By Don Stuart
---- — As I write this, there’s a chance that No. 3 son (age 18) will be stranded on his way home from cawlidge to enjoy his spring break with the people he loves so much that he chose a cawlidge 420 miles away from them.
The culprit in his delay? – of course it’s snow!
There may be a tiny minority of readers out there who are just a tiny bit tired of snow at this point in the season. As of yesterday, I am not among them. Because I spent yesterday sorting through all the delightful pictures we took on our recent ski trip to Utah. All while humming that delightful song from the movie “White Christmas” – “Snow”! It’s the one Bing, Rosemary, Danny and Vera sing while on the train to Vermont, in the dining car, where they somewhat magically fashion a little diorama of a snowy slope whilst singing.
I tried to get No. 4 and No. 5 sons to help me do something like that on our flight to Salt Lake City. They said “No!” rather emphatically, and said if I sang even one note of “Snow” out loud they would go to colleges way further than 420 miles away. And waaaaay more expensive than No. 3’s too.
When we arrived in Salt Lake City, we piled into a rental vehicle roughly the size of a a railroad dining car. But upon collecting No. 2 son and his girlfriend, who landed in Salt Lake City at the same time we did, we found the vehicle was still much too small to fit six people and all their accompanying ski gear. So, since No. 5 didn’t want to ski anyway, we left him at the airport for the next five days.
Kidding! We strapped him to the ski rack.
We thence drove to Park City, in the Wasatch Mountains. I’d like to tell you a little bit about the history of Park City. Fifty million years ago, the Wasatch Mountains were formed. Before long, silver was discovered in them, and prospectors swarmed over the area, and founded a town originally named “Parley’s Park City.” Then, me and my family arrived to go skiing. Thus ends this history lesson.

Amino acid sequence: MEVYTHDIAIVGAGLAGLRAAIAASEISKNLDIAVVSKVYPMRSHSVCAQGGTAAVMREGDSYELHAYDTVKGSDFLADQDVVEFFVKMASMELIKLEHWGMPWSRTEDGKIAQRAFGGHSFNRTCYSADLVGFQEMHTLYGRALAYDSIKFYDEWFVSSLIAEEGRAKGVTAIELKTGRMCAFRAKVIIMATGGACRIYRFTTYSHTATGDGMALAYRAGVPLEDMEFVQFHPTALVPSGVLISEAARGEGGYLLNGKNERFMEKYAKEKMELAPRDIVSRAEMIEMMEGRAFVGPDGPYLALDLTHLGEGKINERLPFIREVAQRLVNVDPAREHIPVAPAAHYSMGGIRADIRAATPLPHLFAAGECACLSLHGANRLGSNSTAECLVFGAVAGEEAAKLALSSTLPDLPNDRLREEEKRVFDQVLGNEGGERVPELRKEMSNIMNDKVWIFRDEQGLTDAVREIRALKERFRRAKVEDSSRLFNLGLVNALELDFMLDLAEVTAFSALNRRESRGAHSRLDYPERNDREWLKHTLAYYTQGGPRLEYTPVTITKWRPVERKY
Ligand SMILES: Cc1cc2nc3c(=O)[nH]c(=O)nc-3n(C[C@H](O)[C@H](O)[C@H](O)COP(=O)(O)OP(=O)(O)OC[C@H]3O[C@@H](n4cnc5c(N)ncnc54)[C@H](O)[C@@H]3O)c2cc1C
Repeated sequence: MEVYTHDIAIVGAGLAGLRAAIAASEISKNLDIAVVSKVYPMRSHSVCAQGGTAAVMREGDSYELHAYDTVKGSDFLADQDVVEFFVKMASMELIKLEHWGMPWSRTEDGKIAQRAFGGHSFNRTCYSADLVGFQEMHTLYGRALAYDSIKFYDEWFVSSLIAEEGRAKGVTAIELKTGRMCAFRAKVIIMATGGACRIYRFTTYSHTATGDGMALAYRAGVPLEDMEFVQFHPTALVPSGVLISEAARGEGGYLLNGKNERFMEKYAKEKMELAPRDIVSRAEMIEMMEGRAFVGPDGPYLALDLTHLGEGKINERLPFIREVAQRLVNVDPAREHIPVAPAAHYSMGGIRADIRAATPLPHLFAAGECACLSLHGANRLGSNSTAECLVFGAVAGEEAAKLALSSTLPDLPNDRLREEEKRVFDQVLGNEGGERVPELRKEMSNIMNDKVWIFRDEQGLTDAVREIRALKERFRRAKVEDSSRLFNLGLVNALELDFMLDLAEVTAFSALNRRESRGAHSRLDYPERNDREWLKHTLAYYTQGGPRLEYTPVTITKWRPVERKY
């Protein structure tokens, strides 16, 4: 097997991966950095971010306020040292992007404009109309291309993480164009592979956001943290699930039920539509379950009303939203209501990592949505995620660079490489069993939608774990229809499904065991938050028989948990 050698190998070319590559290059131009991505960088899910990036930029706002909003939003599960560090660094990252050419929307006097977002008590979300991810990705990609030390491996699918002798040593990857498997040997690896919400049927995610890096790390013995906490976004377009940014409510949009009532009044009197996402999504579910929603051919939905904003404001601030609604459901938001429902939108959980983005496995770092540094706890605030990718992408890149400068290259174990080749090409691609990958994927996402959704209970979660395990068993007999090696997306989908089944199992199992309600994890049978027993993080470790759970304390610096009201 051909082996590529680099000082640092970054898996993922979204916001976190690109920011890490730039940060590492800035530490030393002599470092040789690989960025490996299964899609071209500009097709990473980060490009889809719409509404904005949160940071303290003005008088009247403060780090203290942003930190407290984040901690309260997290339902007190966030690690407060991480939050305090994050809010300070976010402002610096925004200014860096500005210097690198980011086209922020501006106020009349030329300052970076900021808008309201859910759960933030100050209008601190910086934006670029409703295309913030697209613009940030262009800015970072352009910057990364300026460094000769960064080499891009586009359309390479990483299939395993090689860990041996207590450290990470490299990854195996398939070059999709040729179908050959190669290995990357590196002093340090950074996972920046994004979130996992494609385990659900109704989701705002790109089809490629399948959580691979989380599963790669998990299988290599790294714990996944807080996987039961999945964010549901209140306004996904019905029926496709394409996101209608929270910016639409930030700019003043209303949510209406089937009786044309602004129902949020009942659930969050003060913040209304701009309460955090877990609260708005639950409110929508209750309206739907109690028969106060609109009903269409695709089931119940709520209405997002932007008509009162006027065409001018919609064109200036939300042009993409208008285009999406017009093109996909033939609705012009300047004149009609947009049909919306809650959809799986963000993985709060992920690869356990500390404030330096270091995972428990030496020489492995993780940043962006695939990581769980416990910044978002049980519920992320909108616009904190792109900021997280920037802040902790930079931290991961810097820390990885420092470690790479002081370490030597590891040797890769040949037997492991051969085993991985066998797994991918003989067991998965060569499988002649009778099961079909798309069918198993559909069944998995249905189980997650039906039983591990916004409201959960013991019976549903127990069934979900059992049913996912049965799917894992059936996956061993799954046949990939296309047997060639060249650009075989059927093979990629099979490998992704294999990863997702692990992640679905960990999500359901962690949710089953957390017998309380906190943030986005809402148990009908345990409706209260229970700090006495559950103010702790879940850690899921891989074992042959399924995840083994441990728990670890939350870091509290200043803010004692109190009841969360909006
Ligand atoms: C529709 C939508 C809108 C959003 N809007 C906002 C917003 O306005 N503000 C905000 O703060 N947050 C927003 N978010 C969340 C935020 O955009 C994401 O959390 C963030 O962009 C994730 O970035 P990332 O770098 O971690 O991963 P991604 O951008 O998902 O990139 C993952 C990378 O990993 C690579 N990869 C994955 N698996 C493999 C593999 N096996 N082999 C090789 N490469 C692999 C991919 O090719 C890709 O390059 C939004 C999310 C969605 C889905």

I know, I know, you’re accustomed to me prattling on in painful detail about mind-numbingly obscure historical trivia, but in this instance, I can’t find out anything about who Parley was and why he was so important or influential that he got a city named after him. The town may as well have been named Parlous Park City. (Look up “parlous,” and you’ll see why that last line is so side-splittingly funny!)
Besides, there’s way more interesting history to tell you about, dating all the way back to a couple weeks ago, when me and my family took our first afternoon in Park City to explore its environs. We first visited the Alf Engen Ski Museum, which is part of the Utah Olympic Park that was constructed to help stage the 2002 Winter Olympics. The first thing you see in the museum is a large map of the whole Olympic Park, and interestingly, it’s laid out exactly like the diorama put together by Bing, Rosemary, Danny and Vera.
The Alf Engen Ski Museum has a lot of cool stuff related to skiing, much of it having belonged to Alf Engen, a Norwegian-born fellow who came to America at age 20, established himself as a world-class skier, and is said to have spearheaded or assisted in establishing around 30 ski resorts in the western United States. So No. 5 son (age 12), who decided during the flight to Salt Lake City that he hates skiing, spent most of his time in the Alf Engen Ski Museum rueing Mr. Engen’s achievements. Heck, when No. 2 son, who No. 5 idolizes, asked him if the museum was getting him in the mood to strap on his skis, No. 5 snapped “Oh, just buzz Alf!”
He cheered up a little when we came upon some life-size figures of skiers with the faces cut out – you put your face in the opening and get your picture snapped. He posed in one featuring an Olympic downhiller catching some big air. And he made me pose in the one of a skier splayed out on the mountain after a fall.